Ever since I started making shoes, I’ve been wanting to make a hand welted golf shoe with Softspikes, for myself. I did make a ‘golfy’ design for the shoes Augusta a good while back (and they do look quite embarrassing now). But, in lack of an idea on how to construct a proper golf sole at the time, Augusta got regular leather outsoles.
Starting 2017, I’ve been searching for golf soles available for purchase in single copies, but all I’ve found is stuff like 10.000 units min orders from Alibaba. (And even then, I’ve been hesitant about the products themselves). I’ve thought about it a lot and made lots of different searches for golf soles and softspike inserts, all to no avail. (Try searching for “softspike inserts for golf sole” or similar keywords – everything that shows up are results about finished golf shoes with soft spike systems already in place.)
Earlier this year, I was tipped by a fellow Swedish amateur shoemaker (who has actually made golf shoes for himself) that there’s this thing called a T-nut. I had no idea such wizardry existed, but it certainly appeared as if this dark magic could bring my vision of a handmade golf shoe into fruition. Finally, hopeful that I could actually pull it off, I made a new design on April 21st, 2020. I guess it’s an ‘austerity longwing’ of sorts.
To skip ahead quite a bit, let’s fast forward to welting completed. I inserted the cutaway insole leather back into the channels, as to produce an even surface. This was done on may 5th.
The upper leather used is Italian; brown 4 oz madras calf and white 3-4 oz aniline calf. (The uppers were closed ca four months ago, and now I regret not using premium shoe leather.) The shanks were covered in Tärnsjö leather, and the footbeds were filled with a layer of tar felt. I think the slightly odd pattern works, all tied together with green beading leather. Here I’m ready to cement the outsoles on:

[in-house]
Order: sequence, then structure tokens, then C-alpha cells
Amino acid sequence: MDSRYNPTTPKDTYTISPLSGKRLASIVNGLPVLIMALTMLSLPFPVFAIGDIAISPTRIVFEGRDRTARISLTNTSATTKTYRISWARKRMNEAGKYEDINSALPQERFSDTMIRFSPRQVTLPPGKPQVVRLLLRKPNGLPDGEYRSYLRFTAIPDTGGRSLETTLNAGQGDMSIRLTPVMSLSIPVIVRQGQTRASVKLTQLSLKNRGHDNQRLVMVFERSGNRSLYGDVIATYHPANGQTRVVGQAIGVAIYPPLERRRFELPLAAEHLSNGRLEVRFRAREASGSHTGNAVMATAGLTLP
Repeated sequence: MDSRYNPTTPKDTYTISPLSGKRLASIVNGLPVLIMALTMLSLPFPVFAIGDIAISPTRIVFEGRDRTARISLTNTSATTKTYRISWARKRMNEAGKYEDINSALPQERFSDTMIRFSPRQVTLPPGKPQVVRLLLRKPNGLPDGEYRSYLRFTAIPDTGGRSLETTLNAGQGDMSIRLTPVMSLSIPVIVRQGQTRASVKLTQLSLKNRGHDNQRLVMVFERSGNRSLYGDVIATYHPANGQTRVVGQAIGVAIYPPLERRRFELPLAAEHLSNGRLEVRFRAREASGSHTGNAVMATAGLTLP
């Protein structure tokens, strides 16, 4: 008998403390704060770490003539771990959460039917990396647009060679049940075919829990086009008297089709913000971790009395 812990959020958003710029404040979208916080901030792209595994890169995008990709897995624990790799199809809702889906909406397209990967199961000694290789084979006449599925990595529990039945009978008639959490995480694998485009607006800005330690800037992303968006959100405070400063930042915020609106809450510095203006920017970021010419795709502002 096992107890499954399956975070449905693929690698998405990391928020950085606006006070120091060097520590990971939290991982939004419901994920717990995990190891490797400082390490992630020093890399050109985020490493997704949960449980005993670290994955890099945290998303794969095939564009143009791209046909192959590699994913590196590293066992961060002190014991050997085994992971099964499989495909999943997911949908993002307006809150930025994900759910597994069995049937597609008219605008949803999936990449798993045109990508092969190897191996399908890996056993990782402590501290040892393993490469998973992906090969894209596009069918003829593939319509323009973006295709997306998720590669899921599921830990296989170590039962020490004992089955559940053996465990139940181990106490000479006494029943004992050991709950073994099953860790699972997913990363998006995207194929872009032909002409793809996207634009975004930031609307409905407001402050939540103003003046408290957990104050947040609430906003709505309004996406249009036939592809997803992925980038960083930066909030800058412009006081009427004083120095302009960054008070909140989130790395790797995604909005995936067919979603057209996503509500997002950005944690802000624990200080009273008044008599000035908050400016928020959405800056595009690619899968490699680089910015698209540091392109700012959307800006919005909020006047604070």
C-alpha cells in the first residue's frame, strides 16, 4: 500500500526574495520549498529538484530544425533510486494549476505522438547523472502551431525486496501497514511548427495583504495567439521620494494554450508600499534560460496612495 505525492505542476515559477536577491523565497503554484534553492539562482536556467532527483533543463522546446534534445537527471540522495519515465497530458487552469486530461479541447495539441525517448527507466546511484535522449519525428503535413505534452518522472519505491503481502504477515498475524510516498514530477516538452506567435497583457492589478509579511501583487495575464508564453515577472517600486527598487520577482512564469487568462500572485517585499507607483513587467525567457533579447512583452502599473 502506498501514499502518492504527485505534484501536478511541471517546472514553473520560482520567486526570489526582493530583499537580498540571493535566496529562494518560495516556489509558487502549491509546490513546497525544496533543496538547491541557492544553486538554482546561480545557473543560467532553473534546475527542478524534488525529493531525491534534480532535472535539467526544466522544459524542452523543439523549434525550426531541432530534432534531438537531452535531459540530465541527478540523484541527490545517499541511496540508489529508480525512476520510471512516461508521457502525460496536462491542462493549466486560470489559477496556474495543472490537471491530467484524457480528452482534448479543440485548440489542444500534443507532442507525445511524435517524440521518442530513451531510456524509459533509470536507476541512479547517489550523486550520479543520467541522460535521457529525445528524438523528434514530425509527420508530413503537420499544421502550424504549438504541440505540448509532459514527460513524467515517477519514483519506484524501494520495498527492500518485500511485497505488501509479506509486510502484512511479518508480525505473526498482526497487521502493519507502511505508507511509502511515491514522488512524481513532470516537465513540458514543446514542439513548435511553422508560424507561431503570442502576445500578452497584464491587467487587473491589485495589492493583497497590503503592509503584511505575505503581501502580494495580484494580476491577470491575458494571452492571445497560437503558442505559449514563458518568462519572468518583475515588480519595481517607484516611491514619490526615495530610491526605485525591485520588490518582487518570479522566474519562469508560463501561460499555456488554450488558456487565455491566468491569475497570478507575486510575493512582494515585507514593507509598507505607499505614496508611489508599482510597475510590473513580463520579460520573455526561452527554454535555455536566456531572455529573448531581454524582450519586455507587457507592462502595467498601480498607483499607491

I prepared some 5 mm veg tanned hard outsole leather by making a pattern for where to place the t-nuts. I drilled holes in the leather at those points, and hammered the t-nuts in from the inside with the leather moist. (The t-nut cardboard pattern is important to save for later.) For inspiration on placement, I looked at my Nike golf shoes and basically copied that spike placement. Then I cemented on the leather outsoles onto the shoes.
I used this kind of tool (dunno what it’s called?) to create a channel for the outsole stitch. Three laps did the trick.
Then I stitched the outsole at 9 spi. This was the first time I’ve used waxed polycord from Maine Thread Co, and it was an absolute pleasure to work with. This is officially my new thread of choice, and I will certainly be returning to them for more. The thread used here is three ply, 0.035″ thickness (or 0.89 mm in the real measuring system). Alas, I cannot blame the imperfections as seen below on the thread…
With both shoes stitched up, the t-nuts are still protruding quite a bit – which at this stage is good.
I used the same pattern as before to determine placement of the t-nuts, and cut out full length sheets from 1.8 mm Svig rubber sheeting, continuing in under the heel. (I punched up holes in the rubber, using said pattern, prior to cementing.) It’s quite important to align everything correctly. I also built the heels, and made top lifts in the same manner as the outsole.
The fit around the protruding t-nut parts was rather snug. I used a plastic bone folder to really tuck the rubber tight against the t-nuts. (I started using a real bonefolder, but the plastic one could get in there even tighter, and didn’t risk chipping in the process.) I guess I could have gone up a girth with the hole punch, but the result was satisfactory.
I screwed in some softspikes just to display how it can look like once they are finished.
The heels were cut into rough shape and hammered while still moist to harden.
And this is exactly where I am at the time of writing. I have no idea whether the shoes will actually work, maintaining balance throughout the explosive golf swing, trodding through wet rough for a couple of hours over 18 holes… Time will tell. At any rate, the construction is complete, and now “only” the finishing remains.